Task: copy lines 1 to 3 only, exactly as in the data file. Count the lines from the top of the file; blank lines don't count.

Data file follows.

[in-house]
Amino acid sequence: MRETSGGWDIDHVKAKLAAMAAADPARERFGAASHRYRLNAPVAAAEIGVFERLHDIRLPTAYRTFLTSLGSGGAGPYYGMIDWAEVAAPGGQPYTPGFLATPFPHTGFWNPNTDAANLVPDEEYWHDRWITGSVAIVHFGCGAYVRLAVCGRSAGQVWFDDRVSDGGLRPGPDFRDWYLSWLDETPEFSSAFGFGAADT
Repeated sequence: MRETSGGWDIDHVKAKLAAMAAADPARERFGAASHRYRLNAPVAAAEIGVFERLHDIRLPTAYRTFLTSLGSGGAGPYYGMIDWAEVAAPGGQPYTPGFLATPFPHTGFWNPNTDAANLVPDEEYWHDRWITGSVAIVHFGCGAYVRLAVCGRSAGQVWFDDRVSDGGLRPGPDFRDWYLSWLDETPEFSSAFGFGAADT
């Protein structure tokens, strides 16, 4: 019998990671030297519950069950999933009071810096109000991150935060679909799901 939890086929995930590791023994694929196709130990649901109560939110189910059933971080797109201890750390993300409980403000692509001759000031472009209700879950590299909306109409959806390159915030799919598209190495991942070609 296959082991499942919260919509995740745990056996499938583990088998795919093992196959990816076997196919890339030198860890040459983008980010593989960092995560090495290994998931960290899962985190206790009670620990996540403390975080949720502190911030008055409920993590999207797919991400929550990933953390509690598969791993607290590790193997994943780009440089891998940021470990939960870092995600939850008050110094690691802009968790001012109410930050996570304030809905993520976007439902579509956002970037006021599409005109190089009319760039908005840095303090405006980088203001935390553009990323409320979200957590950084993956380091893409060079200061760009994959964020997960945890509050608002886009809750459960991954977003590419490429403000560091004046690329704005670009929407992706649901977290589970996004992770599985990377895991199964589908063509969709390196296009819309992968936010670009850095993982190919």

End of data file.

[in-house]
Amino acid sequence: MRETSGGWDIDHVKAKLAAMAAADPARERFGAASHRYRLNAPVAAAEIGVFERLHDIRLPTAYRTFLTSLGSGGAGPYYGMIDWAEVAAPGGQPYTPGFLATPFPHTGFWNPNTDAANLVPDEEYWHDRWITGSVAIVHFGCGAYVRLAVCGRSAGQVWFDDRVSDGGLRPGPDFRDWYLSWLDETPEFSSAFGFGAADT
Repeated sequence: MRETSGGWDIDHVKAKLAAMAAADPARERFGAASHRYRLNAPVAAAEIGVFERLHDIRLPTAYRTFLTSLGSGGAGPYYGMIDWAEVAAPGGQPYTPGFLATPFPHTGFWNPNTDAANLVPDEEYWHDRWITGSVAIVHFGCGAYVRLAVCGRSAGQVWFDDRVSDGGLRPGPDFRDWYLSWLDETPEFSSAFGFGAADT